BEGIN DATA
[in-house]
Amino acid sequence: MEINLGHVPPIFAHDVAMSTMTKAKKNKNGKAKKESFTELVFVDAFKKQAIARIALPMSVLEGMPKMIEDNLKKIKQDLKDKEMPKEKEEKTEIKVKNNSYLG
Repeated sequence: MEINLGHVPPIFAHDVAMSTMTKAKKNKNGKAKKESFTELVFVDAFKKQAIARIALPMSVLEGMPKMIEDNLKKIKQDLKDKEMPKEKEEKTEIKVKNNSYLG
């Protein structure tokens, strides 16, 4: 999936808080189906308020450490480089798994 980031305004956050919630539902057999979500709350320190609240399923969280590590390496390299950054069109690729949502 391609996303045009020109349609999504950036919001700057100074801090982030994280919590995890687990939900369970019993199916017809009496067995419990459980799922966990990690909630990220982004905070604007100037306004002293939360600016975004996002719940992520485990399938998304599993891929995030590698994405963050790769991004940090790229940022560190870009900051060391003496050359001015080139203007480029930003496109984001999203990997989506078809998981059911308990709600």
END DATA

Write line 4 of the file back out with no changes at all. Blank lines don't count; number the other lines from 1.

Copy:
């Protein structure tokens, strides 16, 4: 999936808080189906308020450490480089798994 980031305004956050919630539902057999979500709350320190609240399923969280590590390496390299950054069109690729949502 391609996303045009020109349609999504950036919001700057100074801090982030994280919590995890687990939900369970019993199916017809009496067995419990459980799922966990990690909630990220982004905070604007100037306004002293939360600016975004996002719940992520485990399938998304599993891929995030590698994405963050790769991004940090790229940022560190870009900051060391003496050359001015080139203007480029930003496109984001999203990997989506078809998981059911308990709600």